Bucks players got on the phone with Wisconsin’s attorney general to hammer home their point. Players in the WNBA, MLB and MLS also decided to withhold their services in a handful of games. Contrast that with soundbites such as this from Philadelphia Flyers head coach Alan Vigneault, who claimed Thursday to "have no idea what’s going on in the outside world" when asked why the NHL did nothing. Yeah, sounds about right in hockey. Or, some would argue, "sounds about white."

Vegas Golden Knights' Ryan Reaves.

(AP PHOTO/JOHN LOCHER)

Vegas Golden Knights' Ryan Reaves.

A reminder of how much work still has to be done to change a culture that has often made the sport an uncomfortable place to be for anyone who doesn’t look and sound like the vast majority of players.

Members of the Hockey Diversity Alliance, which was formed earlier this year to fight issues of racial inequality in the game, were quick to sound off. And, fortunately, to bring some much-needed common sense to the table.

"The NHL is always last to the party on these topics," Dumba told reporters Wednesday night.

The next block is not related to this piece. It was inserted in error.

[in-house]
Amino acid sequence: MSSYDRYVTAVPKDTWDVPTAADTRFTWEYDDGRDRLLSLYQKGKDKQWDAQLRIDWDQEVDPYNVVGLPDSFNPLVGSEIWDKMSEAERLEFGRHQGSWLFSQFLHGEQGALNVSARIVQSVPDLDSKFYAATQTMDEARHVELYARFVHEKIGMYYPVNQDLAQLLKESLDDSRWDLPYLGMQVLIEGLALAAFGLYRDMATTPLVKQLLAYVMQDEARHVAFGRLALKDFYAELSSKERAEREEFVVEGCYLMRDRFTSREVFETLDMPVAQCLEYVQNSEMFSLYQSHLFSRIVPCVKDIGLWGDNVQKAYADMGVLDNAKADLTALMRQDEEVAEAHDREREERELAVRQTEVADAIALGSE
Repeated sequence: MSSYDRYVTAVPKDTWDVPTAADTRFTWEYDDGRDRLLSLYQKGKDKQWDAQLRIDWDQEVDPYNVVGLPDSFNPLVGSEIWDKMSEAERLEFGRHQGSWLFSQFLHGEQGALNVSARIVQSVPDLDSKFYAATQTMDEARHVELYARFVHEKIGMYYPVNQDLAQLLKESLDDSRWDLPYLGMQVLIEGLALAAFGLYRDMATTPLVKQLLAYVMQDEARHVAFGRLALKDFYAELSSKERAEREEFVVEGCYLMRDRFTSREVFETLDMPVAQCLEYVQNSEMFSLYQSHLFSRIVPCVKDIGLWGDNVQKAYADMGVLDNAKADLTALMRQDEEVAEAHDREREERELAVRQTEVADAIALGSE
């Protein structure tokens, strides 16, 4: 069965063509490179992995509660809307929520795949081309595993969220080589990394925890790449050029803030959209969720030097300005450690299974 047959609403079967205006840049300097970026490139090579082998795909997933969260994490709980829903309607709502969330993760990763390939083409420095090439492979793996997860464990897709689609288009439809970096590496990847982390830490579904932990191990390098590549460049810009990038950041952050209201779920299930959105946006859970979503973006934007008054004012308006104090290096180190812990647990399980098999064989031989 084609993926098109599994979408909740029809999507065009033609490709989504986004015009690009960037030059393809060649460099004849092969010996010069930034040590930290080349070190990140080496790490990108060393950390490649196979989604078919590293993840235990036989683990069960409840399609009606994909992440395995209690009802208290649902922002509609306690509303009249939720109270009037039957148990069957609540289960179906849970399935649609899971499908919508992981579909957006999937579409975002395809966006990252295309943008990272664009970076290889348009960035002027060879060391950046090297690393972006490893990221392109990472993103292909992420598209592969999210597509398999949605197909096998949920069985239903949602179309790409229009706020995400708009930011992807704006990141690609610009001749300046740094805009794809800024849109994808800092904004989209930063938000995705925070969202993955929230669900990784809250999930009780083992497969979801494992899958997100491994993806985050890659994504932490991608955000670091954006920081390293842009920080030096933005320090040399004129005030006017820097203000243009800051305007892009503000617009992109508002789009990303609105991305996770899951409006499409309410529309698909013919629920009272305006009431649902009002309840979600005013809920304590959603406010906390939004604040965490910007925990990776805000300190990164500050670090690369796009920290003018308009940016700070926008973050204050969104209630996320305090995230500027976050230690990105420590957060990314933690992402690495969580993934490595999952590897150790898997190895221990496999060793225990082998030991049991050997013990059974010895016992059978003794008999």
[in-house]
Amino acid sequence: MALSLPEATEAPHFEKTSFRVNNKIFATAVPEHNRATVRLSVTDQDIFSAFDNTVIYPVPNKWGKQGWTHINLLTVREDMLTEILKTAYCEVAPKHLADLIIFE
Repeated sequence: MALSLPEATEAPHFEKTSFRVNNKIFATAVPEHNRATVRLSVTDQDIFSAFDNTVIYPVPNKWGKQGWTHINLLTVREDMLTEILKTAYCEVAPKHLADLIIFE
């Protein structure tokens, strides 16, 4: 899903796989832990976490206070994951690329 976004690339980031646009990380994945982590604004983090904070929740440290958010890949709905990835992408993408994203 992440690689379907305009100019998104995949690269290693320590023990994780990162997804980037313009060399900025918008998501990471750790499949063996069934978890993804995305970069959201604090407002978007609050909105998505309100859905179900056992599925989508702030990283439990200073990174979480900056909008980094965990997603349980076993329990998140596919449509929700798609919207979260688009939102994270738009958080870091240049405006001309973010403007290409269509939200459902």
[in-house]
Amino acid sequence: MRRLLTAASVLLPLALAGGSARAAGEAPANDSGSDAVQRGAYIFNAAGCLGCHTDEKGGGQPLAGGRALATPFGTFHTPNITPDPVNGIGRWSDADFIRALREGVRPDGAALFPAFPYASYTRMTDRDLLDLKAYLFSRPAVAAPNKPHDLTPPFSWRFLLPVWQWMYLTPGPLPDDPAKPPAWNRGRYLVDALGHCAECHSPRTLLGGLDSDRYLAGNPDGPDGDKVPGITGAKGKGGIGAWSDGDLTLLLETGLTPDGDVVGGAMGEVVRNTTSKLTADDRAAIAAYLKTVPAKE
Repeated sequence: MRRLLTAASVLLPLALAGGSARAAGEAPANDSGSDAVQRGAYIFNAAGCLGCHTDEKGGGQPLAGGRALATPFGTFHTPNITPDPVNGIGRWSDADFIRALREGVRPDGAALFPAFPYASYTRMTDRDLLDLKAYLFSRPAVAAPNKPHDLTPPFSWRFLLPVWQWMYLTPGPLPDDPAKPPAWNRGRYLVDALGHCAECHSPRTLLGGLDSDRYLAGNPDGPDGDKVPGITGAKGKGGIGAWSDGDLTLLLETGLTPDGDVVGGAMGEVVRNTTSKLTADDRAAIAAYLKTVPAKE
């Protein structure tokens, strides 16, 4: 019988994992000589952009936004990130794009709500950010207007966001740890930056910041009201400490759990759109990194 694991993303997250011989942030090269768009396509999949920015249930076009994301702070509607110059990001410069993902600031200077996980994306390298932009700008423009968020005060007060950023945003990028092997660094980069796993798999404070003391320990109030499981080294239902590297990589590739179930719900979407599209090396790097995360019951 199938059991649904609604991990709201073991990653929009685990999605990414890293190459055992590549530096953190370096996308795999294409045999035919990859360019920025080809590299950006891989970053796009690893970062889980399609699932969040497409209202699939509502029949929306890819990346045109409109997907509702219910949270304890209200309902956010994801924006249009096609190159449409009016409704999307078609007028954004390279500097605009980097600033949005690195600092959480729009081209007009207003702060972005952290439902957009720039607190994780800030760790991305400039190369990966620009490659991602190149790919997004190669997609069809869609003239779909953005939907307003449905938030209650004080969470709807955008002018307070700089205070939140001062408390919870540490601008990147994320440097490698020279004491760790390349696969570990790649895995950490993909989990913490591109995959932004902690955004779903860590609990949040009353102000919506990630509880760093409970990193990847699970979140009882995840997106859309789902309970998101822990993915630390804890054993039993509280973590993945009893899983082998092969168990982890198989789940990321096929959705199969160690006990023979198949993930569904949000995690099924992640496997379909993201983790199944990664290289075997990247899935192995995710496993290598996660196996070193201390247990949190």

"Amazing statement of solidarity for the Black community by the NBA, WNBA and MLB players. NHL where you at? Tick tock." former player Akim Aliu wrote on his social media.

"It’s incredibly insulting as a Black man in hockey the lack of action and acknowledgement from the NHL," San Jose Sharks forward Evander Kane, who spearheaded the HDA, said on Twitter.

The group called for Thursday’s games to be scrubbed to send "a clear message that human rights take priority over sports," which played a major role in getting everyone to reconsider their original tone deaf position. Reportedly, some 100 players currently inside the playoff bubble reached out to the HDA to talk on Thursday and come to a decision.

San Jose Sharks' Evander Kane, right: "It’s incredibly insulting."

THE CANADIAN PRESS/JEFF MCINTOSH

San Jose Sharks' Evander Kane, right: "It’s incredibly insulting."

"These two days aren’t going to fix anything. But the conversation and the statement that’s been made is very powerful, especially coming from this league," said Reaves. "I don’t expect every one of these guys to go out and be advocates for this moment, but I’m sure lots of us are. You can’t just talk about it in the bubble, then go home and live your life. You have to start being a part of it."

To be clear, this was entirely a player-led initiative. Owners and executives would have preferred to keep playing. Profit over people, of course. And there’s no question their position would have plenty of public support. Just look at some of the ugly online replies to what Dumba, Aliu and Kane had to say.